THE PRIMARY MOTIVE FOR MINNEAPOLIS ENERGY OPTIONS WAS BUILDING UP LEVERAGE FOR THE CITY’S UTILITY FRANCHISE NEGOTIATIONS
Contrary to a common misconception, Minneapolis Energy Options was not intended to be a Municipalization-only campaign. Passing the Minneapolis Energy Options ballot measure in 2013 was not the end game for the overall campaign but was a powerful means to an end of achieving CLEAR (clean, local, equitable, affordable and reliable energy).
The initial messaging of Minneapolis Energy Options was that the expiration of the utility franchise agreements at the end of 2014 provided a deadline for a once in a 20-year window of opportunity to strategically apply political and public pressure on Xcel and Centerpoint.
The ballot initiative was the vehicle from which to apply the amount of political and public pressure that Xcel and Centerpoint will respond to in the negotiations for the next franchise agreement. Everyone at the time accepted the inevitability of Minneapolis negotiating a new set of utility franchise agreements because Jan 1st 2015 would not have provided enough time for any municipalization process to be complete even if there were to be a positive vote by the people on Nov 5th 2013. The best case realistic scenario was for the city to start a much shorter term 2 or 5 year franchise agreement in early 2015 that included emissions reduction, renewable energy and efficiency improvements incentives.
Here was the basic strategy in a nutshell. In order to have some leverage to negotiate more local clean energy goals into the next franchise agreement, we had to put the “do it ourselves” municipal utility option on the table in order for the utilities to take negotiating for clean energy goals seriously. The strategic goal was to get as many concessions from Xcel as possible before signing any inevitable renewed franchise agreement.
The early thought leaders of the Minneapolis Energy Options campaign came to a conclusion that only the prospect of the City forming its own municipal utility could provide the public and political leverage that will pressure Xcel and Centerpoint into offering an agreement where the utilities would ease up on their usual restrictive approach to localized clean-energy generation and lower the policy barriers to helping the city on every reasonable path to meet its greenhouse gas reduction goals.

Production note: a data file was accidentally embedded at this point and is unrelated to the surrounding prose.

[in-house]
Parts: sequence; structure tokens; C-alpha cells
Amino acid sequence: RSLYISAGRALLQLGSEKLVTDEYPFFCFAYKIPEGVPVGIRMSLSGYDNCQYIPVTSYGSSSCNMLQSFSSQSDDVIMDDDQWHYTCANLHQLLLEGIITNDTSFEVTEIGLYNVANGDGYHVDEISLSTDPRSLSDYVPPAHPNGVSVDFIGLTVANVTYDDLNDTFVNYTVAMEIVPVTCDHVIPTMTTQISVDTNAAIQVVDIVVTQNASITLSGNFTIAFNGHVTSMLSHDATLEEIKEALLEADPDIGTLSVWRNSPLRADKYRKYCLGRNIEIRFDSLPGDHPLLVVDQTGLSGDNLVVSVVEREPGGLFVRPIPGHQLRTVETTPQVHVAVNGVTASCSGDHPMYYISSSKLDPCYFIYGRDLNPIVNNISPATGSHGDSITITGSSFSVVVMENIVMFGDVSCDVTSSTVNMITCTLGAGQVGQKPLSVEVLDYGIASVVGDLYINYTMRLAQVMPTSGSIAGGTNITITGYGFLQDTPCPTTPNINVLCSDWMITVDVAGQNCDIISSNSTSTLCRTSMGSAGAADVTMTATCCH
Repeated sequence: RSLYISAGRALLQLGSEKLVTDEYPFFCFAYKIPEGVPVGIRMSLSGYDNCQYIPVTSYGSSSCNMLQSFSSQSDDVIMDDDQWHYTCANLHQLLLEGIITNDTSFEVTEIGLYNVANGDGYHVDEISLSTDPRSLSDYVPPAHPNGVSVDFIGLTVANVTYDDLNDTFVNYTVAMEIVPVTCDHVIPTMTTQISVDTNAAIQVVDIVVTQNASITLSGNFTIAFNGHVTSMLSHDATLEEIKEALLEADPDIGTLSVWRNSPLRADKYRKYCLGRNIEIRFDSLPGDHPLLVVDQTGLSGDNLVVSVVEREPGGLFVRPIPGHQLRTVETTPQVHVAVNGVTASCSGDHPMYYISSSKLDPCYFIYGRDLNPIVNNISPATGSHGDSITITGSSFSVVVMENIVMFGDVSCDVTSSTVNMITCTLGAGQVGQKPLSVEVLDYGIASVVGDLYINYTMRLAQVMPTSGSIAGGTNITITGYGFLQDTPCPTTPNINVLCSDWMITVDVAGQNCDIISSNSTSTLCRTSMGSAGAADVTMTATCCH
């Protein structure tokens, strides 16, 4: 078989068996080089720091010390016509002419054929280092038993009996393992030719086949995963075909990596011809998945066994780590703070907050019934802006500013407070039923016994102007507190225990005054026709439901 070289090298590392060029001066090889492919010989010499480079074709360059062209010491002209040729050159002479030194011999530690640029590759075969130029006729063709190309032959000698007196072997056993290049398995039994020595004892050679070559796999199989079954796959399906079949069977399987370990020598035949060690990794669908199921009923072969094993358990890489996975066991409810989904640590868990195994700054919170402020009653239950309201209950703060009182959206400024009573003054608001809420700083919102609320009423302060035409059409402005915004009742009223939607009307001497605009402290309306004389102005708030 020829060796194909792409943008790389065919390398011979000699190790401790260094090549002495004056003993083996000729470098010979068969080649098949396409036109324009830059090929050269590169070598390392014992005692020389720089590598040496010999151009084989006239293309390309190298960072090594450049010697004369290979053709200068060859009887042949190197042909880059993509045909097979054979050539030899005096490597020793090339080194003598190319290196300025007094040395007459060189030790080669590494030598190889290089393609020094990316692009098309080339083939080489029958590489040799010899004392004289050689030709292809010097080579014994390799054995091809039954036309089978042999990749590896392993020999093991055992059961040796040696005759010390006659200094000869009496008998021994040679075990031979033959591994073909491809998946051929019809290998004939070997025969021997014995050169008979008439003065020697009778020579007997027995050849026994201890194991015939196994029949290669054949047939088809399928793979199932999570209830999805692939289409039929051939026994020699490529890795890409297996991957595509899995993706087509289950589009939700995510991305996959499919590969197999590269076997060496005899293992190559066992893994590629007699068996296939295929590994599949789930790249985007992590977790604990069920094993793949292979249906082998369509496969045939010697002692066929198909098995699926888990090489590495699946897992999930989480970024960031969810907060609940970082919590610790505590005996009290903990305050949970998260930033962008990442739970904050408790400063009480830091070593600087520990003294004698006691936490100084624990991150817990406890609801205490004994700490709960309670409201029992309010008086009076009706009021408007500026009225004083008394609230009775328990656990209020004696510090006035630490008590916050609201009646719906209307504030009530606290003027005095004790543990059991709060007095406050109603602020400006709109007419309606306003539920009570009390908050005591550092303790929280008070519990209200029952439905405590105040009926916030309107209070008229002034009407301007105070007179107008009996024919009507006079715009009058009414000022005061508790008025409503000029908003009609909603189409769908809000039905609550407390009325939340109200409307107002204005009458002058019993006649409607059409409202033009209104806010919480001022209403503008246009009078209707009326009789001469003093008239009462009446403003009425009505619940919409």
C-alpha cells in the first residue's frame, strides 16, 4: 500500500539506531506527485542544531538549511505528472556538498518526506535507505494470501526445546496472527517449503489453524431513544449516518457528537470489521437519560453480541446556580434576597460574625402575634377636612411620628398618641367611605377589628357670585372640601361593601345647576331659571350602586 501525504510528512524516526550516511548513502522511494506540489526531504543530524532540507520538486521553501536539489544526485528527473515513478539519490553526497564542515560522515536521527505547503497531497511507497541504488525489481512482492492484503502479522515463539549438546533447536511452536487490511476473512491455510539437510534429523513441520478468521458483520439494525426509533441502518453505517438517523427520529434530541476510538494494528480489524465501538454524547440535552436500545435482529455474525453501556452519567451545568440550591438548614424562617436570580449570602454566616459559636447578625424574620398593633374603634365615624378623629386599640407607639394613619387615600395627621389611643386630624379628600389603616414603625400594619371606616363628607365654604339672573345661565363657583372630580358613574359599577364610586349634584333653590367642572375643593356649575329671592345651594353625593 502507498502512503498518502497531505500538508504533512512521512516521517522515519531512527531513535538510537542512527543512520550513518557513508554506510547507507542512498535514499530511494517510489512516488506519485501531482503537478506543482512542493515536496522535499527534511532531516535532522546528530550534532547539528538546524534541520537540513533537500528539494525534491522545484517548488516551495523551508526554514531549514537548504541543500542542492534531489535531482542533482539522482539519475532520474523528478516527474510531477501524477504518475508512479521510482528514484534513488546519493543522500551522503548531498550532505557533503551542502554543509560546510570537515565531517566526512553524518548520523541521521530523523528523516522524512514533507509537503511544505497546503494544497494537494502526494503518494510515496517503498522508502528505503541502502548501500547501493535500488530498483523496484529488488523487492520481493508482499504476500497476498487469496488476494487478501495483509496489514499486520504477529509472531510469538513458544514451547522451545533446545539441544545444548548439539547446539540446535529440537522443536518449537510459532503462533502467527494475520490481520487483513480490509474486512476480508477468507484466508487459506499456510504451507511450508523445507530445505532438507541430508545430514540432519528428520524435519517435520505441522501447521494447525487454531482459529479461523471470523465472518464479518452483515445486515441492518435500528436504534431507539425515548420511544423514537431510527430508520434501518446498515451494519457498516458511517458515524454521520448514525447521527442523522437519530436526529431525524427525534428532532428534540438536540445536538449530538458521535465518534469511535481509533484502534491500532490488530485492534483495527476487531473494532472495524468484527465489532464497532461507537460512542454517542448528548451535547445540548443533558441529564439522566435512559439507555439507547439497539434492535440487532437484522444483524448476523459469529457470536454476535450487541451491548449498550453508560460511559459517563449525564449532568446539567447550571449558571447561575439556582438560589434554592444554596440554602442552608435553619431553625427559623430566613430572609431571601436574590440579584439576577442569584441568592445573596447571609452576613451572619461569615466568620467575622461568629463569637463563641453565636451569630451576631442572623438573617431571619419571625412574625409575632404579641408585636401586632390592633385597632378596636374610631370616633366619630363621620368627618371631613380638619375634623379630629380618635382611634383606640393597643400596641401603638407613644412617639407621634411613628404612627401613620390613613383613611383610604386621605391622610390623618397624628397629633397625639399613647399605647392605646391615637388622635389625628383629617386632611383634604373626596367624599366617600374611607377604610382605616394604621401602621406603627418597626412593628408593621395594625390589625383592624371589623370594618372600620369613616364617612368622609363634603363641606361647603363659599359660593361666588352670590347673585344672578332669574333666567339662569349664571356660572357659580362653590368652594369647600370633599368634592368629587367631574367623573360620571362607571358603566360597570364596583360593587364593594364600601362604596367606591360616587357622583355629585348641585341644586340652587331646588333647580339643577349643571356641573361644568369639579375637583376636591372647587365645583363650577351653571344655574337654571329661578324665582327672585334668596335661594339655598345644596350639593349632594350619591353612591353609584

The campaign accurately predicted than the incumbent utilities would not take very kindly or welcoming to this ballot initiative. Unlike state legislation that simply requires more renewable energy or more conservation, forming a municipal utility would be a direct hit to Xcel and Centerpoint’s market share and hence ability to earn a profit in the first place. Minneapolis is a big enough market to call both company’s ability to earn a profit in Minnesota into question. Overall the Minneapolis market alone creates 13% of the profit Xcel gets from Minnesota. Xcel’s profit rates are close to 13%, meaning that if Xcel lost its Minneapolis service territory, they would lose basically their entire profit base for the state. Therefore Minneapolis is a big enough to have leverage to shift Xcel Energy statewide. Amazingly so, it took only about 35 or so active campaigners with Minneapolis Energy Options to hold a utility company’s feet to the fire.
Of course the 35 active campaigners in Minneapolis Energy Options could not have been so effective without some inside help from the City of Minneapolis.
MINNEAPOLIS HAS GREENHOUSE GAS REDUCTION GOALS AND ITS UTILITY RELATIONS DETERMINE WHETHER THEY CAN BE FULFILLED
In mid-2013, Minneapolis provided some leverage of its own during the heat of the Minneapolis Energy Options ballot initiative campaign.
The Minneapolis City Council passed and approved the Minneapolis Climate Action Plan on June 28, 2013, the same day the public hearing for Minneapolis Energy Options was set. The climate goals Minneapolis adopted include reaching these goals by 2025, all from a 2006 baseline.
· reducing carbon emissions by 30%,
· increasing energy efficiency in commercial and industrial buildings by 20%,
· generating 10% of our electricity from renewable sources
Localized renewable energy programs are what will make up the difference between the trend of a slow decline in energy demand and actually meeting the much sharper drop in emissions the Climate Action Plan requires.
In April of 2014, Minneapolis had increased the goal to an 80% reduction by 2050 in order to match the IPCC standard. Like Minneapolis, Boulder also set a greenhouse gas emissions reduction goal in 2006. NOTE 1
The Minneapolis Climate Action plan gave leverage to Minneapolis Energy Options because it provided goals for the utilities would have to meet in order to remain in good standing with the city.
According to the Minneapolis Climate Action Plan, two-thirds of the city’s greenhouse gas emissions come from our electricity and natural gas use in buildings. NOTE 2
This fact makes utility cooperation central to whether Minneapolis can achieving its 2013 Climate Action Plan’s goals. It is no surprise that Page 3 of The Minneapolis Climate Action Plan document identifies renegotiating of the municipal franchise agreement as a leverage point for opening more opportunity for localized renewable energy development. Likewise, the Climate Action Plan contained numerous renewable energy programs and energy efficiency strategies that Xcel Energy was not making available at the time.
NOTE 1 http://www.slideshare.net/JuliaEagles/setting-a-long-term-carbon-reduction-goal-for-minneapolis
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